Elemental sulfur is very resistant to oxidation, and even at oxidation temperatures of 230° to 290° C., all sulfur will not be oxidized from the waste liquor. Small amounts of sulfur in the feed, 4 grams per liter, can usually be handled in the wet oxidation systems. Some will oxidize and the remainder is carried out with the effluent as small suspended particles.

Larger amounts of elemental sulfur that result from decomposition of thiosulfate causes problems for wet oxidation reactors. One reactor with 20 g/l elemental sulfur in the feed was found to have completely filled up with liquid sulfur. In other cases the sulfur, a liquid at reactor temperature, solidified on the surfaces of the heat exchangers causing blockage and loss of heat transfer efficiency. Sulfur has also been observed to solidify on the inner surfaces of the pressure control valve leading to blockage of flow.

Another undesirable affect of large amounts of elemental sulfur in a wet oxidation unit is that the acid formed in even a partial oxidation must be diluted with water to prevent corrosion of the wet oxidation unit. The dilution water increases pipe sizes and heat exchanger requirements and thus increases the cost of the wet oxidation system.

SUMMARY OF THE INVENTION

The present invention comprises wet oxidation of thiosulfate containing waste aqueous liquors in two stages with an intermediate sulfur removal step. In the first stage of wet oxidation, oxidation is carried out at a temperature sufficient to oxidize a portion of the thiosulfate to sulfuric acid and sulfate and to decompose the remaining thiosulfate to sulfite and elemental sulfur. After the first oxidation stage all or much of the sulfur generated by decomposition of thiosulfate and all or much of the sulfur originally present in the liquor is separated from the wet oxidized liquors and continuously or intermittently removed from the system in either a solid or molten form. The partially oxidized liquors then flow to the second stage of wet oxidation where the temperature is sufficiently high to achieve substantial destruction of sulfur, organic matter, and other oxidizable substances remaining in the liquors. The amount of sulfur contained in the liquor as it flows to the second wet oxidation stage is preferably less than or equal to about 4 g/l, which can be handled in the conventional wet oxidation system without plugging of control valves or heat exchangers. Both wet oxidation stages may be incorporated into a single pressure vessel, or separate reactor vessels may be utilized.

Elemental sulfur is discharged in solid or molten form from the first reactor, a separator following the first reactor, or the first stage of a multistage reactor.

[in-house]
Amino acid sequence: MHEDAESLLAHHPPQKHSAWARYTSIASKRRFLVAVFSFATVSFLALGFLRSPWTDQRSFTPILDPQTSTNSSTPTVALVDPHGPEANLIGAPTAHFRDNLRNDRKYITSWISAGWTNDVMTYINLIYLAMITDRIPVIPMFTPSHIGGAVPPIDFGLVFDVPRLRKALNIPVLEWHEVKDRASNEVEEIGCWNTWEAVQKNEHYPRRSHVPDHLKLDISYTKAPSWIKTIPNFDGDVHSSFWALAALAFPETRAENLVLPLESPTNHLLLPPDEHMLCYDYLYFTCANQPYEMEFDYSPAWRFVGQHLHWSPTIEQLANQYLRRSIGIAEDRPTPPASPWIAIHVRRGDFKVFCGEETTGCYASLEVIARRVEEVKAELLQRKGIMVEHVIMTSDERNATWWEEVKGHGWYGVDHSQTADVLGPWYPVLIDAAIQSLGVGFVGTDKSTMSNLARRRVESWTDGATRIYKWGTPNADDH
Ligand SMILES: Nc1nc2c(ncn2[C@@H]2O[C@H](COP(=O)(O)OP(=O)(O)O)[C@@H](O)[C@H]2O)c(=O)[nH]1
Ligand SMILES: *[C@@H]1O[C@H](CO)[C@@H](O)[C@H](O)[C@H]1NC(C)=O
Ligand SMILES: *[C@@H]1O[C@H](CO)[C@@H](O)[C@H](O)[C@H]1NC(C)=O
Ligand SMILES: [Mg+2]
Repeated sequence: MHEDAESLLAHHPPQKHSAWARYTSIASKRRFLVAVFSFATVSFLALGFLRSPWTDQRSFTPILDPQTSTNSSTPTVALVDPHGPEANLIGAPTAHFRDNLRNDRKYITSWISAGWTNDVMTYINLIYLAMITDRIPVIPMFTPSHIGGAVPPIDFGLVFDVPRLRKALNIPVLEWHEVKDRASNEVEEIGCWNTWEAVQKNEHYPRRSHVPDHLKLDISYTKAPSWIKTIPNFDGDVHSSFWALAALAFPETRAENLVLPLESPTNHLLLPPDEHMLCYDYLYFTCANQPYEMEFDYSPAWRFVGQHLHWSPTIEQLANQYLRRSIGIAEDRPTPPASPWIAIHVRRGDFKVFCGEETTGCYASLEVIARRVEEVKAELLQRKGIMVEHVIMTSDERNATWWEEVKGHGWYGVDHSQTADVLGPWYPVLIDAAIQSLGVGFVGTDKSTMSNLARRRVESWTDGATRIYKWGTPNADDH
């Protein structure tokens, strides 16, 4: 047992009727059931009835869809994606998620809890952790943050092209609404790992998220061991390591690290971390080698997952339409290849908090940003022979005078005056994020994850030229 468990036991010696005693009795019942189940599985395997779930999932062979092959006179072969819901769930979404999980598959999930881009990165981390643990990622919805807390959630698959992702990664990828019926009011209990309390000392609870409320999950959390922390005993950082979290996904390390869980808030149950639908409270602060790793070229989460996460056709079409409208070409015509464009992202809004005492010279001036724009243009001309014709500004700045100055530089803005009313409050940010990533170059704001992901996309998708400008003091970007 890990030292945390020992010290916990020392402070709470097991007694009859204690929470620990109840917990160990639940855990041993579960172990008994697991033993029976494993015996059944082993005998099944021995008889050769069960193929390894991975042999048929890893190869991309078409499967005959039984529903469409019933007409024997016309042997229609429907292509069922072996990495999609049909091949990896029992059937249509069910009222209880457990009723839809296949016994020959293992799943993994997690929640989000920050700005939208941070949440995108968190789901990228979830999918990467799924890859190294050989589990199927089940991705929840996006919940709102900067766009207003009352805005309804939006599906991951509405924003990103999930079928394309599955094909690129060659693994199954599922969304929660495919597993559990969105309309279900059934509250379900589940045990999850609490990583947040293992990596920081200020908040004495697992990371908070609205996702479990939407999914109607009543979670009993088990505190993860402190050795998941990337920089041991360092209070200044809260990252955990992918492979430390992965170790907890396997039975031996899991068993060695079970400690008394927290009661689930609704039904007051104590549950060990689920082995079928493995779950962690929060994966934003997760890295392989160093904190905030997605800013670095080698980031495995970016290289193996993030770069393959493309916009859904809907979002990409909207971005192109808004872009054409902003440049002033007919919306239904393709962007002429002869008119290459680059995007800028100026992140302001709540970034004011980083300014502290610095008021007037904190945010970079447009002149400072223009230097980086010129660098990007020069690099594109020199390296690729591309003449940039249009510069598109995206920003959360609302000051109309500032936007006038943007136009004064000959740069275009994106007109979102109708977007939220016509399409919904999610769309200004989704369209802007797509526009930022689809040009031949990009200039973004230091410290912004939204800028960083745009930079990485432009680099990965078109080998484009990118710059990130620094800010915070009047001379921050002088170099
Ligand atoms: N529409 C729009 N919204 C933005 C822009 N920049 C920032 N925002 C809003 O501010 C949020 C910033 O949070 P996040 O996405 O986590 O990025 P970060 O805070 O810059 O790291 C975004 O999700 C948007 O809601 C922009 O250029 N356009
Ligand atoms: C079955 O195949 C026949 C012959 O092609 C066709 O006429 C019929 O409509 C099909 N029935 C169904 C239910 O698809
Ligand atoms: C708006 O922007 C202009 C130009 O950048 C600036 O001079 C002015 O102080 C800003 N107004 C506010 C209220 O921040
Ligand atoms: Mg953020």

Oxygen, air or oxygen-containing gas is added to each stage of wet oxidation and offgases from the first stage of wet oxidation are preferably separated and discharged from the oxidized liquors following the first stage of wet oxidation.

The advantages of this invention are numerous. The chance that the reactor will be filled up with sulfur is eliminated. The problem of sulfur solidifying on the heat exchanger or pressure control valve surfaces is eliminated. The need for dilution water that would increase the plant size is reduced or eliminated. A large portion of the liquor chemical oxygen demand is removed in the first stage, reducing the total oxygen requirement. A relatively pure, very handleable sulfur product is produced instead of the dilute sulfuric acid solution produced by conventional wet oxidation plants. In applications where sulfate salt is not recovered, the reduced quantity of sulfuric acid requiring neutralization is economically advantageous. Also, while complete oxidation of elemental sulfur requires high temperatures, removing the sulfur according to this invention may allow the second oxidation stage to operate at less severe conditions than is possible in conventional single stage wet oxidation units. The potential for corrosion is diminished. Capital and operating costs are reduced.

BRIEF DESCRIPTION OF THE DRAWINGS

FIG. 1 is a general schematic showing the three basic steps of the present invention.

FIG. 2 is a more detailed flow schematic of one embodiment of the present invention where elemental sulfur is removed in solid form.

FIG. 3 is a flow schematic of another embodiment in which elemental sulfur is removed in a molten state.

FIG. 4 is a flow schematic of the embodiment incorporating both wet oxidation stages in a single pressure vessel, with removal of sulfur in either the solid or molten state.

FIG. 5 shows an embodiment wherein the first reactor is operated at a slightly higher pressure than the second reactor, and only one high pressure pump is required to pump the liquor.

FIG. 6 shows an embodiment whereby gas-liquid separation as well as sulfur concentration and separation are performed in the first of two reactors. No special separation vessels are required.

FIG. 7 is a flow schematic of an embodiment where both sulfur separation and removal and vapor-liquid separation are accomplished in a single separator following the first wet oxidation stage.